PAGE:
Ontario experienced a rare phenomenon during last night’s winter storm, with residents witnessing lightning and thunder along with heavy snow and high winds.
Up to 30 centimetres of snow fell on southern Ontario in under 16 hours, resulting in power outages and dangerous driving conditions.
The thundersnow, a rare event in which an air mass becomes so unstable that it turns violent, lit up the night sky.
Residents were urged to remain in doors and not travel as visibility was next to none.
Cars drive during a snow storm in Toronto on Friday, March 3, 2023. THE CANADIAN PRESS/Arlyn McAdorey
A senior climatologist for Environment Canada said Saturday that “almost a half a winter’s worth of snow” has dropped in the last 10 days.
“Since Feb. 22 we’ve had about 50 centimeters of snow,” Dave Phillips said.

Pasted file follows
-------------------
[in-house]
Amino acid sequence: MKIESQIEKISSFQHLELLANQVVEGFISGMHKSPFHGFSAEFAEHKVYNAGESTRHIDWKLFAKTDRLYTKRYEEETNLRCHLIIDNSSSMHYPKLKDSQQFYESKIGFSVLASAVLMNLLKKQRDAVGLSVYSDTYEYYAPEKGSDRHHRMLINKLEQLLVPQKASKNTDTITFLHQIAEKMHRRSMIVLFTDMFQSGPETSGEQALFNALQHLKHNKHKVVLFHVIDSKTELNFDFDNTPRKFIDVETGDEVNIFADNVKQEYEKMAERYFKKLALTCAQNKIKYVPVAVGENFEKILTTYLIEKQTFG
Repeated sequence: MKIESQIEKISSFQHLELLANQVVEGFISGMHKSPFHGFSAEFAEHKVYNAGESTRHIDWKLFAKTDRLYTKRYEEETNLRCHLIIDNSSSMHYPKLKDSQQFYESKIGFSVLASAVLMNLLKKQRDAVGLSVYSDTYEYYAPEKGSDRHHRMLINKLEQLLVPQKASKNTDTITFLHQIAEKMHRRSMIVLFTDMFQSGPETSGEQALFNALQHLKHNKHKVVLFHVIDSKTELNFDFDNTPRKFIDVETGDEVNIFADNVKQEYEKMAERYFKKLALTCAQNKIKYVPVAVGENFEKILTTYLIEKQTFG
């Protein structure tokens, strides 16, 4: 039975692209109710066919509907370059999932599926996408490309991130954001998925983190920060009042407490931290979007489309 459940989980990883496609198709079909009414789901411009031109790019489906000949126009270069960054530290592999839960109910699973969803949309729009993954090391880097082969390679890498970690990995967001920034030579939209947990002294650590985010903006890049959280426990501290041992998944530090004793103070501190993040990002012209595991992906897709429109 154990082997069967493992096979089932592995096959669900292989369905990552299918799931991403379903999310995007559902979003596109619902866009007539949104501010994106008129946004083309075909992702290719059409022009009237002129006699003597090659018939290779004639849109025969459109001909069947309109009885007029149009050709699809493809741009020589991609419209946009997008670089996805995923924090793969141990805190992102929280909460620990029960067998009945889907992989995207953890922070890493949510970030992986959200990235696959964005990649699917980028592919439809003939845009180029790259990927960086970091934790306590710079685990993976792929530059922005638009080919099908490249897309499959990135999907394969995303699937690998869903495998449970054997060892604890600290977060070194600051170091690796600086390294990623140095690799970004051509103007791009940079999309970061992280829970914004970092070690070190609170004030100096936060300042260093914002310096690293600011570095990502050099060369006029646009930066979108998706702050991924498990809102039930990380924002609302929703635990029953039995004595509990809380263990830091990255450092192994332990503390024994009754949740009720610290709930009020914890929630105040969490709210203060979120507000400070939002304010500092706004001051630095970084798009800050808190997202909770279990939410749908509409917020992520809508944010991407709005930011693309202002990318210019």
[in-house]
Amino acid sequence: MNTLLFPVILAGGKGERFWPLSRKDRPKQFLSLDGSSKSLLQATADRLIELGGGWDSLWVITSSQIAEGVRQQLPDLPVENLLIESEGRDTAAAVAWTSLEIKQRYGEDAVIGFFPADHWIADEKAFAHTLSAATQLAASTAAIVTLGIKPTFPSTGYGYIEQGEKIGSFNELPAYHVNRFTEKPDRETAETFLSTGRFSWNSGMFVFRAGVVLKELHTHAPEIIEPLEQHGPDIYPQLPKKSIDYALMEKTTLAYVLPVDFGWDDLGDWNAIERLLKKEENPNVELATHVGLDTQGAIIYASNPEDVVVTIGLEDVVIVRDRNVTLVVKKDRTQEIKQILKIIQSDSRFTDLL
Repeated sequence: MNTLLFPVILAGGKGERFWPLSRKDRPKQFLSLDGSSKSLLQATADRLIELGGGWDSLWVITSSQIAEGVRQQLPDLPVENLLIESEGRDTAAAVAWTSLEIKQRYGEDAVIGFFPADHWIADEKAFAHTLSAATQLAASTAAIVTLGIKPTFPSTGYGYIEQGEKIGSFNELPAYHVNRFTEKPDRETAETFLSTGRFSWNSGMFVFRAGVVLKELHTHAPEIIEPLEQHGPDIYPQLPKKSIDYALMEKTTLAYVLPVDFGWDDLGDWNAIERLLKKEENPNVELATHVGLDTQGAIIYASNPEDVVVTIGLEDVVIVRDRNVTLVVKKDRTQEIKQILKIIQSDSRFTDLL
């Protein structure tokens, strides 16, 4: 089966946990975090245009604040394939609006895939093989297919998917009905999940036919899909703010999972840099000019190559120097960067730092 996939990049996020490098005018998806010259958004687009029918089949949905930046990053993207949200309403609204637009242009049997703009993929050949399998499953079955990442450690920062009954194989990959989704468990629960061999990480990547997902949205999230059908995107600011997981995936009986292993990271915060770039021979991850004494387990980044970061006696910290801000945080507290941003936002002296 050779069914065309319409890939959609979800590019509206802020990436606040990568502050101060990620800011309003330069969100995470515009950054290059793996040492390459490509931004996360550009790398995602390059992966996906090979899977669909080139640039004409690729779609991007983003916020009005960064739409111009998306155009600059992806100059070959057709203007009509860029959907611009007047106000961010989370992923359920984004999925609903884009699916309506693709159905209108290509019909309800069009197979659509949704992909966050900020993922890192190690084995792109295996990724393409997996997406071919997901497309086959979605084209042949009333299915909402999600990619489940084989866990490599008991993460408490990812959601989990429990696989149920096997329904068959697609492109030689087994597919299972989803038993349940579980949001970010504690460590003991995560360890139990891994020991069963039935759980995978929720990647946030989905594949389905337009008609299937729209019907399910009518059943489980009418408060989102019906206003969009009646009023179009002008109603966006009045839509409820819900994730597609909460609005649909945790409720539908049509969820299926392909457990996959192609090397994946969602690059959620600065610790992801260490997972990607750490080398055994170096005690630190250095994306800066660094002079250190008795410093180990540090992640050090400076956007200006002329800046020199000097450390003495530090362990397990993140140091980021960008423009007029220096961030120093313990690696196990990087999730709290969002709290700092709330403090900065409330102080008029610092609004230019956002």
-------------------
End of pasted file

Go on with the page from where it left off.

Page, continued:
A man shovels snow after a fierce winter storm brought heavy snow, strong winds and even thunder and lightning to most of southern Ontario, Toronto, Ont., Saturday, March 4, 2023. THE CANADIAN PRESS/Tammy Hoy
The City of Toronto, meanwhile, declared a “major snowstorm condition” on Saturday, saying that on Monday drivers won’t be allowed to park on certain streets to allow for snow removal.
Workers clear snow from Toronto City Hall during a snow storm in Toronto, Saturday, March 4, 2023. Environment Canada has issued a winter storm warning for much of southern Ontario. THE CANADIAN PRESS/Arlyn McAdorey
Residents spent much of Saturday morning digging their vehicles out.
A person uses a snowblower to clear snow in the Sandy Hill neighbourhood of Ottawa, Saturday, March 4, 2023. THE CANADIAN PRESS/Spencer Colby
The flurries finally tapered off as mid-Saturday morning. However, Environment Canada says this may not be the last snowfall for the province.
Ossington Avenue is seen after a snow storm in Toronto, Saturday, March 4, 2023. THE CANADIAN PRESS/Arlyn McAdorey
There is a 40 per cent chance of flurries on Sunday, despite temperatures reaching a high of 7 C.
Leave a Reply